FIG. 1 schematically shows an exposure system 10 for a LED array 20 in accordance with the invention. The exposure system 10 includes a position encoder 12, a photoreceptor 14, an imaged line 16, a lens array 18, a LED array 20 and control electronics 22. As the photoreceptor 14 drum rotates, data propagates through the LED array 20 at the same velocity. In other words, the exposure system 10 stages an LED array 20 in the slow scan direction 24 and moves the object image within the LED array 20 synchronously with the rotation of the photoreceptor 14. Because each photoreceptor spot receives light from an ensemble of emitters, the exposure system provides greater uniformity when exposing the photoreceptor 14 because inhomogeneities in the diode brightness are averaged by the ensemble of emitters.
FIG. 2 illustrates a printbar 25 having data flow similar to an active matrix video display. The printbar 25 includes the LED array 20 and control electronics 22. The control electronics 22 include a plurality of gate drivers 30 and a plurality of data line drivers 32, and may optionally include a plurality of additional data line drivers 34. The LED array 20 has, for example, 64 stages or rows of pixels extending in the direction of the photoreceptor drum rotation and 4200 columns of pixels extending along an axis of rotation of the photoreceptor 14. This forms a 14-inch-wide printbar having 300 spots per inch (SPI). Operating an array having 268,000 pixels (4200 columns×64 rows) requires a high data rate of above about 70 MHz. To compensate for this data rate, the additional data line drivers 34 can be provided.
Data written to the array 20 can be stored in, for example, random access row buffer memory to facilitate data handling. FIG. 3 schematically shows the array 20, the data line driver 32, a memory buffer 36, an address generator 38, a 12 bit counter 40, a data stream input line 42 and 8 row address lines 44. FIG. 4 illustrates one approach for buffering the data stream to facilitate driving the array 20. In FIGS. 3 and 4, there are 8 stages, and 4096 columns, thus eight, 4 kilobyte row buffers 50 may be employed, requiring 32 kilobytes of total memory. In the example, one byte is used for each pixel. A total of 256 levels are available to drive each LED, provided the data driver has 8 bit analog-to-digital converters.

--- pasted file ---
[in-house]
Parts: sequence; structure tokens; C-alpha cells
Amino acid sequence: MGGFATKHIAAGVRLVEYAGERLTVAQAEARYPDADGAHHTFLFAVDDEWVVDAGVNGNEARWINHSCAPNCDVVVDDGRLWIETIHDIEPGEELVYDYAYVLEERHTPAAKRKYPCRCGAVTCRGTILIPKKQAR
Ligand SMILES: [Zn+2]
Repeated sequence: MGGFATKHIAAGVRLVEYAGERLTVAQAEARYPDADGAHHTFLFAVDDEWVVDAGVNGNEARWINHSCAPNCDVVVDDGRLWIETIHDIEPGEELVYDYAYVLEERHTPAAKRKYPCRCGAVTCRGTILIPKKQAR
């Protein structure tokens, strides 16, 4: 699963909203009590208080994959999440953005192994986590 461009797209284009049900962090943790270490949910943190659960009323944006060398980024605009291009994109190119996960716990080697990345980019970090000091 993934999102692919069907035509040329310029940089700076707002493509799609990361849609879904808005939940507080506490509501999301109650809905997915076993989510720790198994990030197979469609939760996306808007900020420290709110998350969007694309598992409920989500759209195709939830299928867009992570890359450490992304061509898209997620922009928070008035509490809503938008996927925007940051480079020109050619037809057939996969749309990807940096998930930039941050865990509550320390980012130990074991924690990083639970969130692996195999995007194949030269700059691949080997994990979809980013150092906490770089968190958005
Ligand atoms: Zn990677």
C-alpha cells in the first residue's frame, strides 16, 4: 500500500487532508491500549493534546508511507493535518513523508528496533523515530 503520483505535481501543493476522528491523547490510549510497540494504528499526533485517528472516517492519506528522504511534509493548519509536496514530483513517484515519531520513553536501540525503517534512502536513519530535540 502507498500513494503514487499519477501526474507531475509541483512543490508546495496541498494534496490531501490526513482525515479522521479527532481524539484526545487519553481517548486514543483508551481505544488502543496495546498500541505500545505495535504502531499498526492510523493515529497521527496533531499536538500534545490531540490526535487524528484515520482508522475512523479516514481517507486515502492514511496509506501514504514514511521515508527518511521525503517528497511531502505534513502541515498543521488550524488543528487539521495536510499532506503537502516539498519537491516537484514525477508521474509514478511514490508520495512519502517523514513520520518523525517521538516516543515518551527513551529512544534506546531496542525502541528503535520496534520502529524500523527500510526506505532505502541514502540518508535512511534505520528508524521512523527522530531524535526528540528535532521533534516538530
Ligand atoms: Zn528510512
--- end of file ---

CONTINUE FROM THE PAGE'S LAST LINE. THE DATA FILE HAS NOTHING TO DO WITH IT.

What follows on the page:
Fifteen address bits are required to address the 32 kilobytes of data. The data will have a fast scan component, corresponding to the 4096 rows, and a slow scan component corresponding to the 8 columns. The lowest order 12 bits address the fast scan component, accordingly the address pattern of the first 12 bits is the same for each row, and can be supplied by a 12-bit counter. The 3 highest order bits specify the slow scan component.